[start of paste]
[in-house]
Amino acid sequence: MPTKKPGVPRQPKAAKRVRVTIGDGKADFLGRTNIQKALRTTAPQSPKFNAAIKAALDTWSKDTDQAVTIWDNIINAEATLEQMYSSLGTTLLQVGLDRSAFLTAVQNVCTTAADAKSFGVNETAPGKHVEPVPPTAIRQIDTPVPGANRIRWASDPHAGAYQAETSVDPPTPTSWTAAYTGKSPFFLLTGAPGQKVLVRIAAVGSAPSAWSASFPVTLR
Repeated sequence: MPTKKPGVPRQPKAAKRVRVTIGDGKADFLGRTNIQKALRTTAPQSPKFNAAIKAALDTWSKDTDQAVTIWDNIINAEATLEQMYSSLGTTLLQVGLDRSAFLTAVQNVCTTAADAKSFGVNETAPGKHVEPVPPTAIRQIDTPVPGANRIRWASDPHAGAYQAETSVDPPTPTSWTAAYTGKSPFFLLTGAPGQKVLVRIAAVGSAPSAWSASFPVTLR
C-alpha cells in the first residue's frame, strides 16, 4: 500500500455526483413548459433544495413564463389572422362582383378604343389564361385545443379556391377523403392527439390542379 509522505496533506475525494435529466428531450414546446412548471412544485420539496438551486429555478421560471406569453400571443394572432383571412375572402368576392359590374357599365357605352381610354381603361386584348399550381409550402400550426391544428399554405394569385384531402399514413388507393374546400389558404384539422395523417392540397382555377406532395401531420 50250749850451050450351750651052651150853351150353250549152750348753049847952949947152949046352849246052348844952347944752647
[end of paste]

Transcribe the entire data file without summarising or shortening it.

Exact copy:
[in-house]
Amino acid sequence: MPTKKPGVPRQPKAAKRVRVTIGDGKADFLGRTNIQKALRTTAPQSPKFNAAIKAALDTWSKDTDQAVTIWDNIINAEATLEQMYSSLGTTLLQVGLDRSAFLTAVQNVCTTAADAKSFGVNETAPGKHVEPVPPTAIRQIDTPVPGANRIRWASDPHAGAYQAETSVDPPTPTSWTAAYTGKSPFFLLTGAPGQKVLVRIAAVGSAPSAWSASFPVTLR
Repeated sequence: MPTKKPGVPRQPKAAKRVRVTIGDGKADFLGRTNIQKALRTTAPQSPKFNAAIKAALDTWSKDTDQAVTIWDNIINAEATLEQMYSSLGTTLLQVGLDRSAFLTAVQNVCTTAADAKSFGVNETAPGKHVEPVPPTAIRQIDTPVPGANRIRWASDPHAGAYQAETSVDPPTPTSWTAAYTGKSPFFLLTGAPGQKVLVRIAAVGSAPSAWSASFPVTLR
C-alpha cells in the first residue's frame, strides 16, 4: 500500500455526483413548459433544495413564463389572422362582383378604343389564361385545443379556391377523403392527439390542379 509522505496533506475525494435529466428531450414546446412548471412544485420539496438551486429555478421560471406569453400571443394572432383571412375572402368576392359590374357599365357605352381610354381603361386584348399550381409550402400550426391544428399554405394569385384531402399514413388507393374546400389558404384539422395523417392540397382555377406532395401531420 50250749850451050450351750651052651150853351150353250549152750348753049847952949947152949046352849246052348844952347944752647